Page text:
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Zoey's Extraordinary Playlist Review: Jane Levy and Lauren Graham Elevate NBC's Fun New Musical

It's Eli Stone meets Ally McBeal

Mekeisha Madden Toby

If fictional TV characters Ally McBeal and Eli Stone had a love child, it would be Zoey Clarke (Jane Levy). She's the winsome title character on NBC's most refreshing musical to date, Zoey's Extraordinary Playlist, which premiered with a sneak peak in January and moves to its more permanent timeslot on Sunday.

Like Ally and Eli did on their self-titled romantic musicals, Zoey can hear tunes others can't. It's a power the awkward computer coder inherits following a mishap during a standard MRI scan. Armed but initially burdened with the ability to hear people's heart songs, Zoey eventually comes to appreciate her gift and her opportunity to connect with loved ones and even strangers on a deeper level. Loved ones like her father Mitch (a now cuddly Peter Gallagher), who is slowly dying from a neurological disorder that has rendered him speechless, and Zoey's office bestie Max (Skylar Astin), who secretly has a crush on her. There's also Zoey's boss Joan (Lauren Graham) and Zoey's neighbor and confidant Mo (Alex Newell).

Zoey's Extraordinary Playlist
Sergei Bachlakov/NBC

Sure, Zoey's Extraordinary Playlist is derivative of Ally McBeal and Eli Stone -- it's even set in San Francisco like the latter -- but viewers under 25 aren't familiar with those shows so this musical will seem super original. Besides, at least Zoey isn't a lawyer. And the lovable people in her life are unique and talented enough in their own right to make this show fun and fresh-ish. As Mo so wisely points out in the pilot, "Songs are just an expression of our deepest desires" and NBC's desire to make this show a success is abundantly clear in the high production quality, pricey song licensing, choreography, and casting, and Zoey's Extraordinary Playlist is all the better for it.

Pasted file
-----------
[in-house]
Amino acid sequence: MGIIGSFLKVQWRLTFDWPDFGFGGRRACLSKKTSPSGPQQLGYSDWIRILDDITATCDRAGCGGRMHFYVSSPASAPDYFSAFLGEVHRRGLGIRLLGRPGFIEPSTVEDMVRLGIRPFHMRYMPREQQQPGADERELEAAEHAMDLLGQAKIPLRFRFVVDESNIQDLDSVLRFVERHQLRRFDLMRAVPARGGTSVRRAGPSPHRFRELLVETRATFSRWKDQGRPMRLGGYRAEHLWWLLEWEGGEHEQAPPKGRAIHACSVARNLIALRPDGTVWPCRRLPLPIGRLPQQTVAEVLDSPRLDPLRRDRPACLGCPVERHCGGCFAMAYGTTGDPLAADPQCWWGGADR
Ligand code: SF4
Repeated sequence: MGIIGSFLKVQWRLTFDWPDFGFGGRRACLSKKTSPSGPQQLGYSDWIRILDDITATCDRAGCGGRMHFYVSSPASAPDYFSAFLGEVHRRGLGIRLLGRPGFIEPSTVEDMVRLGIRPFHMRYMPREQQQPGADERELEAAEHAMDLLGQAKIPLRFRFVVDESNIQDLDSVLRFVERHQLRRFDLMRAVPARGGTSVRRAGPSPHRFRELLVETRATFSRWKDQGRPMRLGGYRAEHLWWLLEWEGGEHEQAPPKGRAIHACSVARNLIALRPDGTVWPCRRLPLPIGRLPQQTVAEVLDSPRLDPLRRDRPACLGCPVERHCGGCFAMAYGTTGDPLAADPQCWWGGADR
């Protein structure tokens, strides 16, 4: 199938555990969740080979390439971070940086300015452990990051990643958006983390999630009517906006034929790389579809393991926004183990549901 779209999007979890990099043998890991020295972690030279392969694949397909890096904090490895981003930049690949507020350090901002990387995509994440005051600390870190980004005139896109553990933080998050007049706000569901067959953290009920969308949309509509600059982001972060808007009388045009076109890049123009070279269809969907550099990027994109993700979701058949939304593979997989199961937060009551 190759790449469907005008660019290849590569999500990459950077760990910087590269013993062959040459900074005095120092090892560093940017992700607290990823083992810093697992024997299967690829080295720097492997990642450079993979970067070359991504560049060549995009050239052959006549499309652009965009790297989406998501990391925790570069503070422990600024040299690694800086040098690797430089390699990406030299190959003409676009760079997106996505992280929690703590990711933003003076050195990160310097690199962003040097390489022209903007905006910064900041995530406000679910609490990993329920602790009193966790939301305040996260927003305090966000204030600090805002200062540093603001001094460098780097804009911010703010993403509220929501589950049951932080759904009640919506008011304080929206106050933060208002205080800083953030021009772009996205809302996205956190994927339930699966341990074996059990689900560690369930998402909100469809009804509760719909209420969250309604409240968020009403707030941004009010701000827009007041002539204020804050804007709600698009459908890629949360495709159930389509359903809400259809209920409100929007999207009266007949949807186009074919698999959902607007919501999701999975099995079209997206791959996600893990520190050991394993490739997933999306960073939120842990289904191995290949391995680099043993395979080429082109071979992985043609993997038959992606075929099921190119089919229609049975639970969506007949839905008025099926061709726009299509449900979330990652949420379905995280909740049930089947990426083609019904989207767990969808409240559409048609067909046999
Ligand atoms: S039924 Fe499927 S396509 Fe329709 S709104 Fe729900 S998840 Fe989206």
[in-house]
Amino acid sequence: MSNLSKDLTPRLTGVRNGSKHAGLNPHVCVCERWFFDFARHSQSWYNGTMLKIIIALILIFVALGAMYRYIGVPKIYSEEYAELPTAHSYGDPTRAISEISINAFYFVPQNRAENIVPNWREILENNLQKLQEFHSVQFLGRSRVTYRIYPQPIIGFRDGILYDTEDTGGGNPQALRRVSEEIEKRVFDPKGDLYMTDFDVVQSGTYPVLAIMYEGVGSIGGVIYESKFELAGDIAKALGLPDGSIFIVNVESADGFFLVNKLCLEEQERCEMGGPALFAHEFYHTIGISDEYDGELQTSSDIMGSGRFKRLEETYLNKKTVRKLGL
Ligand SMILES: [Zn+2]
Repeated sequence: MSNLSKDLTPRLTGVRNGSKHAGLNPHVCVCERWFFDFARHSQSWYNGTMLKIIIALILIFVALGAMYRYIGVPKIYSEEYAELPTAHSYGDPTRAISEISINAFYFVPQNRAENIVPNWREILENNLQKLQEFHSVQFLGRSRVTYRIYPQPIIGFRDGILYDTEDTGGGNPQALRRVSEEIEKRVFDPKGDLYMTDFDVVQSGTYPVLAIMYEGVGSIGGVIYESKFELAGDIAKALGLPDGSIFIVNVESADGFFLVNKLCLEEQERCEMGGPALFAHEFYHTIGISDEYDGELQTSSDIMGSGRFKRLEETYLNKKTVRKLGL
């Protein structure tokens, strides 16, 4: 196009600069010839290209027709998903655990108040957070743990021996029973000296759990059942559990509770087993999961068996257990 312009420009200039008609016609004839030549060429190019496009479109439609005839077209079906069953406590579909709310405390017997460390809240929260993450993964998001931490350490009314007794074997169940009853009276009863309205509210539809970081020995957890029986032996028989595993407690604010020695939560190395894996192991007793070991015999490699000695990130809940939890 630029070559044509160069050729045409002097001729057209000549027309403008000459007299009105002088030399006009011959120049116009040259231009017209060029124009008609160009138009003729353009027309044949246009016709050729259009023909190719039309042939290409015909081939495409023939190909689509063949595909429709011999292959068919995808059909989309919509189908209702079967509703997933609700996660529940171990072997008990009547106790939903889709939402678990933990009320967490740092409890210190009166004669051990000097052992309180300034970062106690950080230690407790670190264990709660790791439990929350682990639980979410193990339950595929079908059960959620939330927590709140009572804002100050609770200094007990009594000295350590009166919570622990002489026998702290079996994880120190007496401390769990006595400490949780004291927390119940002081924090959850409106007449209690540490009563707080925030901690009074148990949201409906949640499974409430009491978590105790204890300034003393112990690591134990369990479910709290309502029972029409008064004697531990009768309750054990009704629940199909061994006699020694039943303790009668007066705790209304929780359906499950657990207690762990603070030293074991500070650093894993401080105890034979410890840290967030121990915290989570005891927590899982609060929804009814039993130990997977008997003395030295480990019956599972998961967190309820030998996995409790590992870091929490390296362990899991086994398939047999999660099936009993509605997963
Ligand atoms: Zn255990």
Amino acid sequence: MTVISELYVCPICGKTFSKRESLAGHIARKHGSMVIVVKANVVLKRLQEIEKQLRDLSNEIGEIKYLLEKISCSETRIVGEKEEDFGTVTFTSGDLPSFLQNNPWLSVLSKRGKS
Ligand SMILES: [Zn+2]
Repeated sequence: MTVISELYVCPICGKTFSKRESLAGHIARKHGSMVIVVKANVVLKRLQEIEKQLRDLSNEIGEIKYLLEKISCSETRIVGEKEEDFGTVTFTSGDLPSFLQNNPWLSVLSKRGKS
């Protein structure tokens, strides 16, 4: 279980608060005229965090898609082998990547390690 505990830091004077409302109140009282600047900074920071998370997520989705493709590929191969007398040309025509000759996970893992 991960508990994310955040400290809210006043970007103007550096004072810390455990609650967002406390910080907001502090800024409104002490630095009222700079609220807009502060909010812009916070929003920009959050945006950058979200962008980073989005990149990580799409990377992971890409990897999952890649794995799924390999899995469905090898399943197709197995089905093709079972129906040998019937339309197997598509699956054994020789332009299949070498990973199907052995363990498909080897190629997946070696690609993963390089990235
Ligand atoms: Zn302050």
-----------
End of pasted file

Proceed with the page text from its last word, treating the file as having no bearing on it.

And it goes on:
For instance, Broadway fans know Gallagher can sing but the average viewer will be blown away by his ability to not only belt out a ballad but to touch the heart with songs like "True Colors." Graham also has a couple of performances worthy of The Masked Singer when she delivers empowering pop hits such as Katy Perry's "Roar." (Unfortunately, Graham fans will have to wait until the third installment, which airs Feb. 23, to hear and see her perform.) Astin, who will eternally be Jesse from the Pitch Perfect movies, also shines with a ditty here and there. Levy and Mary Steenburgen, who costars as Zoey's mom Maggie, aren't as vocally strong as everyone else but they figure out cute little ways to downplay their warbling weaknesses.

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Viewers will also have to be patient with Newell's character Mo. Although he is a welcome and spicy addition to the cast with the vocals of an angel, there are far too many moments where he crosses the line into stereotypical gay black sidekick territory, replete with fabulous costumes, wigs, eye rolls, and catchphrases. Thankfully, Mo gains depth in the fourth installment which delves into his backstory and raison d'etre.

But it all comes back to Levy, who does a great job bouncing from scene to scene as a sweet-faced millennial who doesn't know a lot about music but has a real knack for helping out those in need. This is the price of her power, of course, but a lesser actress would have been too syrupy-sweet to relate to. As she proved on Suburgatory, Levy has a ridiculously expressive face as well as the necessary comedic timing to headline a series and make you want to watch. This time around, you'll even want to sing.

TV Guide Rating: 4/5

Zoey's Extraordinary Playlist will air an encore of its pilot Sunday, Feb. 16 at 8/7c before the premiere of its second and newest installment at 9/8c on NBC.